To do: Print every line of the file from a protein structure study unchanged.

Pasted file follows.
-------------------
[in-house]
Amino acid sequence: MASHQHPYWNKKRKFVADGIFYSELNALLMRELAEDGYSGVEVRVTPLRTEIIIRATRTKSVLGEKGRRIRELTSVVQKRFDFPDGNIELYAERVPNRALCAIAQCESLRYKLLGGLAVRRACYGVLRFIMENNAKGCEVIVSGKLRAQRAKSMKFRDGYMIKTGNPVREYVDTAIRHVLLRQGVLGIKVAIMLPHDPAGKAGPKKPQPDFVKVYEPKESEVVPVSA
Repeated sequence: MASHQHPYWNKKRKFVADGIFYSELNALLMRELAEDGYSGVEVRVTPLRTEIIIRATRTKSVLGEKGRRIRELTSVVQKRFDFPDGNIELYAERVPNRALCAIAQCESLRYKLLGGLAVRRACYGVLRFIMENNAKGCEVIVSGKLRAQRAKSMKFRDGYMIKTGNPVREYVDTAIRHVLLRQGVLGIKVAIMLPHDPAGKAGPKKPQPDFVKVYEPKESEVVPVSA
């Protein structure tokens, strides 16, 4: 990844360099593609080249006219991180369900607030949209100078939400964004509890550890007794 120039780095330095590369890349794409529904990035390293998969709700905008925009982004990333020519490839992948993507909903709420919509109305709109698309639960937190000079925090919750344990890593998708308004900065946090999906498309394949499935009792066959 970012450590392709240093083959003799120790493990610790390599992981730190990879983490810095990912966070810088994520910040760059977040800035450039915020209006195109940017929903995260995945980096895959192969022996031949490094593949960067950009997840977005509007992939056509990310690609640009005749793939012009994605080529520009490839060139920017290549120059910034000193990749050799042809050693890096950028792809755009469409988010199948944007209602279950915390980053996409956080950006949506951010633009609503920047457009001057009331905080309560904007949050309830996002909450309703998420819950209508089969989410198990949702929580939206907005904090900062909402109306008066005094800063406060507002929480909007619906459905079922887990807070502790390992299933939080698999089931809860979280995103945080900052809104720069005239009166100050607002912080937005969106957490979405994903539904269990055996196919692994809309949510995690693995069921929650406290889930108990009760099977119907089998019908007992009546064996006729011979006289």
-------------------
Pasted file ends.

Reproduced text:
[in-house]
Amino acid sequence: MASHQHPYWNKKRKFVADGIFYSELNALLMRELAEDGYSGVEVRVTPLRTEIIIRATRTKSVLGEKGRRIRELTSVVQKRFDFPDGNIELYAERVPNRALCAIAQCESLRYKLLGGLAVRRACYGVLRFIMENNAKGCEVIVSGKLRAQRAKSMKFRDGYMIKTGNPVREYVDTAIRHVLLRQGVLGIKVAIMLPHDPAGKAGPKKPQPDFVKVYEPKESEVVPVSA
Repeated sequence: MASHQHPYWNKKRKFVADGIFYSELNALLMRELAEDGYSGVEVRVTPLRTEIIIRATRTKSVLGEKGRRIRELTSVVQKRFDFPDGNIELYAERVPNRALCAIAQCESLRYKLLGGLAVRRACYGVLRFIMENNAKGCEVIVSGKLRAQRAKSMKFRDGYMIKTGNPVREYVDTAIRHVLLRQGVLGIKVAIMLPHDPAGKAGPKKPQPDFVKVYEPKESEVVPVSA
């Protein structure tokens, strides 16, 4: 990844360099593609080249006219991180369900607030949209100078939400964004509890550890007794 120039780095330095590369890349794409529904990035390293998969709700905008925009982004990333020519490839992948993507909903709420919509109305709109698309639960937190000079925090919750344990890593998708308004900065946090999906498309394949499935009792066959 970012450590392709240093083959003799120790493990610790390599992981730190990879983490810095990912966070810088994520910040760059977040800035450039915020209006195109940017929903995260995945980096895959192969022996031949490094593949960067950009997840977005509007992939056509990310690609640009005749793939012009994605080529520009490839060139920017290549120059910034000193990749050799042809050693890096950028792809755009469409988010199948944007209602279950915390980053996409956080950006949506951010633009609503920047457009001057009331905080309560904007949050309830996002909450309703998420819950209508089969989410198990949702929580939206907005904090900062909402109306008066005094800063406060507002929480909007619906459905079922887990807070502790390992299933939080698999089931809860979280995103945080900052809104720069005239009166100050607002912080937005969106957490979405994903539904269990055996196919692994809309949510995690693995069921929650406290889930108990009760099977119907089998019908007992009546064996006729011979006289």